DENVER (CBS4) – It’s not been a good year for influenza. In fact, so far, it’s been a terrible year for the flu.
The CDC reports the number of flu cases in the United States are more than double at this point in the flu season as compared to a year ago.
And based on the number of folks my colleagues and I have seen who are down for the count, the number of cases may be higher than what the official stats say.
So besides a “It’s NOT too late to get a flu shot” advice, or the offer of the anti-flu medication Tamiflu if you get sick, what can you do if the flu attacks you?
It may be time to resurrect the time-old recipe for Grandma’s chicken soup remedy.
Grandmas have been around forever. The science on her wisdom was confirmed in 1996, with the research coming out of the University of Nebraska Medical Center. Dr. Stephen Rennard tested his grandmother’s recipe used for generations to ease the misery of influenza…and a number of other bugs.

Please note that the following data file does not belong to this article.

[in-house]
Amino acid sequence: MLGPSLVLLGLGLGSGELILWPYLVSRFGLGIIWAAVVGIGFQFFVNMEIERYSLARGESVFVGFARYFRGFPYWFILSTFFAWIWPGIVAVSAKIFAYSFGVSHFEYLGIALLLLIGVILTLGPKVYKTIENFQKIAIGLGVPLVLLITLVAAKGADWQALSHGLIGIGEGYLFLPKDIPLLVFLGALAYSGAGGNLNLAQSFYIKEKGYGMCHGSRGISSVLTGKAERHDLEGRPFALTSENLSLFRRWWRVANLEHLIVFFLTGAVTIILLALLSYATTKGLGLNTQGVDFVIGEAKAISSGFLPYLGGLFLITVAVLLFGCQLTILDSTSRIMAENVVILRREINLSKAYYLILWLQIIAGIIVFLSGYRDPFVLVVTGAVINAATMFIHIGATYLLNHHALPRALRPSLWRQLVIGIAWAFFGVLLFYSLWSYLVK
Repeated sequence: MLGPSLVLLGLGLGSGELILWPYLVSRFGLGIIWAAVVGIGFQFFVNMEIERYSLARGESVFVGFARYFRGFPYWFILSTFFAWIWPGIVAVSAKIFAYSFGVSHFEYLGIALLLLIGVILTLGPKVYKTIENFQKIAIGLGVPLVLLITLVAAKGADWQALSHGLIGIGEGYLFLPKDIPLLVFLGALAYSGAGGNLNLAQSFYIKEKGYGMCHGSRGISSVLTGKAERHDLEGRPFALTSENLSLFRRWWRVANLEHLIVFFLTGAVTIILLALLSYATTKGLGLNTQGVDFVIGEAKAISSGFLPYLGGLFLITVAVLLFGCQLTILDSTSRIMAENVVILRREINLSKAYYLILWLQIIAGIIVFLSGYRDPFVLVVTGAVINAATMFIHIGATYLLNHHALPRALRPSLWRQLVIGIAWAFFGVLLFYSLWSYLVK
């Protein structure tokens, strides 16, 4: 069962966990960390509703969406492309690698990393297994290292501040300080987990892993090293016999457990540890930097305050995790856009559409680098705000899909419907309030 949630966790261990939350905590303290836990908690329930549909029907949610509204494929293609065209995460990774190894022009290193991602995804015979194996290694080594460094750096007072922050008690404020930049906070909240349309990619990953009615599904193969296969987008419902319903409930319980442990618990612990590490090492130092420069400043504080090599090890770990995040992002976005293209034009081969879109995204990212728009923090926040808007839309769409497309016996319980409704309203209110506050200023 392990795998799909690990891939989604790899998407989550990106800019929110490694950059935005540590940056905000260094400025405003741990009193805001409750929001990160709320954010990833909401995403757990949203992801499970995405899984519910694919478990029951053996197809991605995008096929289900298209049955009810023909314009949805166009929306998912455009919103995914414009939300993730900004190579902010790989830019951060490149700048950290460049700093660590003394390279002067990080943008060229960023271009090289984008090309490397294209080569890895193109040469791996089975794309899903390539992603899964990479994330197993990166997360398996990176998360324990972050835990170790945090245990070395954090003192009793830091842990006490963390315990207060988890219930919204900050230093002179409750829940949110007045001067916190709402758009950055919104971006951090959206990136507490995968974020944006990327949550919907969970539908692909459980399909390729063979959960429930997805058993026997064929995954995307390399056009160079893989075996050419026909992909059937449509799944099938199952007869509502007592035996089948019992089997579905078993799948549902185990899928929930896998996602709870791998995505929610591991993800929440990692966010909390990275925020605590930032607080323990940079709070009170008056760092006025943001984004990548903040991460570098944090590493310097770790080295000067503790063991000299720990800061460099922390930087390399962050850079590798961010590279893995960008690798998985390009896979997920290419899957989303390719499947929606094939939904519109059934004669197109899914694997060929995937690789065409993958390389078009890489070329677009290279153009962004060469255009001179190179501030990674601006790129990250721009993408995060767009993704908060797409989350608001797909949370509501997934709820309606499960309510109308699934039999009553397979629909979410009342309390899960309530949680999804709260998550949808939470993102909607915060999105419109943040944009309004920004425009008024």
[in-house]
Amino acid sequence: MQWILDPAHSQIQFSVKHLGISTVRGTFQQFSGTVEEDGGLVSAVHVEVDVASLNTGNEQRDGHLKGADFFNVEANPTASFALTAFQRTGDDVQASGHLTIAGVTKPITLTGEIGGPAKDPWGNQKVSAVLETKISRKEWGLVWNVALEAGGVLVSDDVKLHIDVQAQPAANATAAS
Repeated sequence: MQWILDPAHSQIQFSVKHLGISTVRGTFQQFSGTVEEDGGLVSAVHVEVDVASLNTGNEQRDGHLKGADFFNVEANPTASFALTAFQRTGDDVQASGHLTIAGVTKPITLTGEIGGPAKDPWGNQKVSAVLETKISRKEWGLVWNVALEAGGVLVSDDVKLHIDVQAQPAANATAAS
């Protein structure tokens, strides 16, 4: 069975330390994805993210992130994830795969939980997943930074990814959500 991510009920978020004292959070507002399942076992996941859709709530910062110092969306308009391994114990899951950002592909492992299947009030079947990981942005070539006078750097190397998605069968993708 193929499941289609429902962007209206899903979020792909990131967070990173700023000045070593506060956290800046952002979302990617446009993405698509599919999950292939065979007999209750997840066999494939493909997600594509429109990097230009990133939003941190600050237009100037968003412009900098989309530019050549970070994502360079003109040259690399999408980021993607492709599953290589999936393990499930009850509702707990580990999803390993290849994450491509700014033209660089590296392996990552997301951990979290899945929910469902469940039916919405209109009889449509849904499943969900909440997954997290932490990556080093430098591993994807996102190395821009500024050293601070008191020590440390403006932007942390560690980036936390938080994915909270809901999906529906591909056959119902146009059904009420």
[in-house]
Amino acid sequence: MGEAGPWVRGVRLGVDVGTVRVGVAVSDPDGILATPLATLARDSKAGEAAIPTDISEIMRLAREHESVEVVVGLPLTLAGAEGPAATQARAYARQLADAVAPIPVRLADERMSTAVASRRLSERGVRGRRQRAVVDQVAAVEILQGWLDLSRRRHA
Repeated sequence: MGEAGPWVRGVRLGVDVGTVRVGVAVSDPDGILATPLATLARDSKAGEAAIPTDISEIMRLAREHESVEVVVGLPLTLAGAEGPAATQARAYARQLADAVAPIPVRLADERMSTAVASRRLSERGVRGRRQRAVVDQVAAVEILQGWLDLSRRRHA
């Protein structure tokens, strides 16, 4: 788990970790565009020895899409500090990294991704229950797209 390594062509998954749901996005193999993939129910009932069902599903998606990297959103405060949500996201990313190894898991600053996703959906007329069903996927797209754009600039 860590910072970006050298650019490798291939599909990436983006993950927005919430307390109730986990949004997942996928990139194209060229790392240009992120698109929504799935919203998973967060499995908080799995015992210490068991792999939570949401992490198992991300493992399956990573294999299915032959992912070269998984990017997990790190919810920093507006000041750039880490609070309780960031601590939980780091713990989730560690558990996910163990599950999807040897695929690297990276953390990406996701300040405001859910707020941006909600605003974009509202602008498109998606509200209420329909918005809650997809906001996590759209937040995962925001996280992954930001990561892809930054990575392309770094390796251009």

The idea behind the magic of curative soup is the combination of antioxidants, amino acids, and vitamins that revs up the immune system. Research in the lab showed it wasn’t all psychological but physical changes in the immune system.
A second study, as if we really need one to confirm the wisdom of grandmas, was done in 2011, and found the same result.
While commercial, or out-of–the-can soup may help, here’s the actual Grandma recipe used in the original study:
1 5- to 6-pound stewing hen or baking chicken
1 package of chicken wings
3 large onions
1 large sweet potato
11 to 12 large carrots
5 to 6 celery stems
1 bunch of parsley
Salt and pepper to taste
- Clean the chicken, put it in a large pot and cover it with cold water. Bring the water to boil.
- Add the chicken wings, onions, sweet potato, parsnips, turnips and carrots. Boil about 1 and a half hours. Remove fat from the surface as it accumulates.
- Add the parsley and celery. Cook the mixture about 45 min. longer.
- Remove the chicken. The chicken is not used further for the soup. (but makes for good eating.)
- Put the vegetables in a food processor until they are chopped fine or pass through a strainer. Both were performed in the present study.
- Add salt and pepper to taste.
(Note: This soup freezes well.)
Matzo balls were prepared according to the recipe on the back of the box of matzo meal (Manischewitz).
When finished downing a bowl or two, have grandma kiss your forehead. You know that will always help you feel better. Good luck!